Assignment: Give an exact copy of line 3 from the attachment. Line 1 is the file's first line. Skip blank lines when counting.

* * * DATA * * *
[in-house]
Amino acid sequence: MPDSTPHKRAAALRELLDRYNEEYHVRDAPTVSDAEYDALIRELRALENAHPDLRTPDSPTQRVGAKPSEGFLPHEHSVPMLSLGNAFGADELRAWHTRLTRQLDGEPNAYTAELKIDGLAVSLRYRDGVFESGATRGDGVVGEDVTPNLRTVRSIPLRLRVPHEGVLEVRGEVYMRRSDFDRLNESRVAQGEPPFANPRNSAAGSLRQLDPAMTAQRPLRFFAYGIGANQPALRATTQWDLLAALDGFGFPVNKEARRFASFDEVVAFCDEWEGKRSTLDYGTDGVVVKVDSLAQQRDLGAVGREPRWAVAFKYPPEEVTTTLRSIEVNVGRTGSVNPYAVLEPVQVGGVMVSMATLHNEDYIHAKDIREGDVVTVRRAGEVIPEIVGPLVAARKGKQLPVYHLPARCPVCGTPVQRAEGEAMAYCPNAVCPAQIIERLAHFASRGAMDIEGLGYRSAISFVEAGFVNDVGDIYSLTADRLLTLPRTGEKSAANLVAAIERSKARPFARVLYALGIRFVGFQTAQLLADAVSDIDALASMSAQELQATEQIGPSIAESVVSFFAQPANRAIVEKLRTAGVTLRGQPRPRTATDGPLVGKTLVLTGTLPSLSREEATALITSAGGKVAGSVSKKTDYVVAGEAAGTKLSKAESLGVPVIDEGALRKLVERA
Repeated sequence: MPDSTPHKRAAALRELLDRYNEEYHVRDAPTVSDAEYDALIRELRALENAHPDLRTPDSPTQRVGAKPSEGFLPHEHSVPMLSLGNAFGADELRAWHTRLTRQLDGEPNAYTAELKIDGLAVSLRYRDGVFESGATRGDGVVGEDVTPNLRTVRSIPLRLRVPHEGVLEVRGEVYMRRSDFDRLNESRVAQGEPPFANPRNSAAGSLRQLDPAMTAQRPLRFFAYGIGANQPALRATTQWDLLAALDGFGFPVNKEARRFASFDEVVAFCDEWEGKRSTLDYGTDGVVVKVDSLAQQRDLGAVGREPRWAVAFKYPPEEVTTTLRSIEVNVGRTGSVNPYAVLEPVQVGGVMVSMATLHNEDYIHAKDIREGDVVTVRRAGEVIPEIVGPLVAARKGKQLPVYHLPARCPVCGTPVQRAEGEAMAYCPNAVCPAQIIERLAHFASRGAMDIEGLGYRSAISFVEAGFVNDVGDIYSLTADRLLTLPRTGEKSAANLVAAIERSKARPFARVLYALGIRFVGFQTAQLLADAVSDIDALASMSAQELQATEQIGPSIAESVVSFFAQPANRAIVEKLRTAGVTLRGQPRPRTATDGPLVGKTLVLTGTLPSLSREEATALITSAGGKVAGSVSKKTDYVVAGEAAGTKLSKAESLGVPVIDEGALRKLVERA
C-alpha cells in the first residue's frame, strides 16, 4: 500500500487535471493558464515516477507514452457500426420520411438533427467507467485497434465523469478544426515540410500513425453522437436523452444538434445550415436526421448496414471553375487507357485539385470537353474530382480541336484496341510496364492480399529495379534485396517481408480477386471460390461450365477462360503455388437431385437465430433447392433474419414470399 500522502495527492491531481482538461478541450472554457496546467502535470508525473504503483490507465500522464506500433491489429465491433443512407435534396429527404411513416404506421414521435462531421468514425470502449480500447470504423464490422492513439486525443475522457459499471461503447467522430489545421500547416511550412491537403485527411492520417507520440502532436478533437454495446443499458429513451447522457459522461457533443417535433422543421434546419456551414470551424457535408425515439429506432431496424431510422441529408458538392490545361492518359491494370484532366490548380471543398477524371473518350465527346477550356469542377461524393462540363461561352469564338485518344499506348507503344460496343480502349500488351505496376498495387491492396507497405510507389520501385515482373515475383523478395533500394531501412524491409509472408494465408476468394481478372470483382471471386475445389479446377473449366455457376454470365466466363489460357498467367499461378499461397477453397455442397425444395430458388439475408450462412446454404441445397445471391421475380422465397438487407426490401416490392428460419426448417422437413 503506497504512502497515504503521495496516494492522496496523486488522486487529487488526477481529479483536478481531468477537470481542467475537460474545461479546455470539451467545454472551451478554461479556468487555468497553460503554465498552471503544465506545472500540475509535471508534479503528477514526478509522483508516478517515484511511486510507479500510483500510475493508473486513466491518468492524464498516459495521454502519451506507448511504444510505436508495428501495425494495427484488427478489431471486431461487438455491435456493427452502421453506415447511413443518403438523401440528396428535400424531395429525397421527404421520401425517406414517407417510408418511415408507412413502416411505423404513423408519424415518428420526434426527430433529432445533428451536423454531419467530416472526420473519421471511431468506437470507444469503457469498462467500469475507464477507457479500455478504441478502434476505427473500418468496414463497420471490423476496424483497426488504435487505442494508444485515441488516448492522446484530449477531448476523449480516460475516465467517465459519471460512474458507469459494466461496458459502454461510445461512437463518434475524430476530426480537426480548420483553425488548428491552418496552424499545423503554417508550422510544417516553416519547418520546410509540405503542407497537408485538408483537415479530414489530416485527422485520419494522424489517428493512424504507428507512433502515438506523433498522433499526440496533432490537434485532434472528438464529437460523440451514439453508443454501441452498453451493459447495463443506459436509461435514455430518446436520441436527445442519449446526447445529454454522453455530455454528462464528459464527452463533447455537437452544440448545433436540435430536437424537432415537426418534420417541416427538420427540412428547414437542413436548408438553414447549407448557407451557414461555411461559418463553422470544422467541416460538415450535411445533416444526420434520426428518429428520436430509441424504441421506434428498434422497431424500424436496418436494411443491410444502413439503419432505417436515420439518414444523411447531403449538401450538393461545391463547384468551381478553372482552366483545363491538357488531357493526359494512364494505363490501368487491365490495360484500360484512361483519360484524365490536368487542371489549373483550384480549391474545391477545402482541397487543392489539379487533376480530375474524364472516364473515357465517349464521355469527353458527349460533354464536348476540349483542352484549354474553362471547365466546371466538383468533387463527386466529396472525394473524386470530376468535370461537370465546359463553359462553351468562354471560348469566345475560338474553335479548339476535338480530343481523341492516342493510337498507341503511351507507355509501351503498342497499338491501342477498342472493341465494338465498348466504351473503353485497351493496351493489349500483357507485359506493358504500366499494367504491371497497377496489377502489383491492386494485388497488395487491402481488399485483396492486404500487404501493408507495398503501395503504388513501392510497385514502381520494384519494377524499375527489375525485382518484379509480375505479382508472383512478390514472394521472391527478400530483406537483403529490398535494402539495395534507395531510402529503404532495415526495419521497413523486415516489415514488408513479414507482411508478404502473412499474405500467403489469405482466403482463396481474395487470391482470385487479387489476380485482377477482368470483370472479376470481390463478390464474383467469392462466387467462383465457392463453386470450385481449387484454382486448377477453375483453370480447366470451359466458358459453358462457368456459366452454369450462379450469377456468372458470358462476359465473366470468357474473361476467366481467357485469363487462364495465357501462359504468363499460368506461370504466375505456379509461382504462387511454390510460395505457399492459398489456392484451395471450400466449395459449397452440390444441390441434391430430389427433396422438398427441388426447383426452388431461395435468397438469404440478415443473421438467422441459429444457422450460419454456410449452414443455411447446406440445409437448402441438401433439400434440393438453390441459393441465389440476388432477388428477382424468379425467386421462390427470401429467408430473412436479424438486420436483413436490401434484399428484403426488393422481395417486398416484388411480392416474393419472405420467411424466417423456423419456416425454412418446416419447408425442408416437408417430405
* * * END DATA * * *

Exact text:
Repeated sequence: MPDSTPHKRAAALRELLDRYNEEYHVRDAPTVSDAEYDALIRELRALENAHPDLRTPDSPTQRVGAKPSEGFLPHEHSVPMLSLGNAFGADELRAWHTRLTRQLDGEPNAYTAELKIDGLAVSLRYRDGVFESGATRGDGVVGEDVTPNLRTVRSIPLRLRVPHEGVLEVRGEVYMRRSDFDRLNESRVAQGEPPFANPRNSAAGSLRQLDPAMTAQRPLRFFAYGIGANQPALRATTQWDLLAALDGFGFPVNKEARRFASFDEVVAFCDEWEGKRSTLDYGTDGVVVKVDSLAQQRDLGAVGREPRWAVAFKYPPEEVTTTLRSIEVNVGRTGSVNPYAVLEPVQVGGVMVSMATLHNEDYIHAKDIREGDVVTVRRAGEVIPEIVGPLVAARKGKQLPVYHLPARCPVCGTPVQRAEGEAMAYCPNAVCPAQIIERLAHFASRGAMDIEGLGYRSAISFVEAGFVNDVGDIYSLTADRLLTLPRTGEKSAANLVAAIERSKARPFARVLYALGIRFVGFQTAQLLADAVSDIDALASMSAQELQATEQIGPSIAESVVSFFAQPANRAIVEKLRTAGVTLRGQPRPRTATDGPLVGKTLVLTGTLPSLSREEATALITSAGGKVAGSVSKKTDYVVAGEAAGTKLSKAESLGVPVIDEGALRKLVERA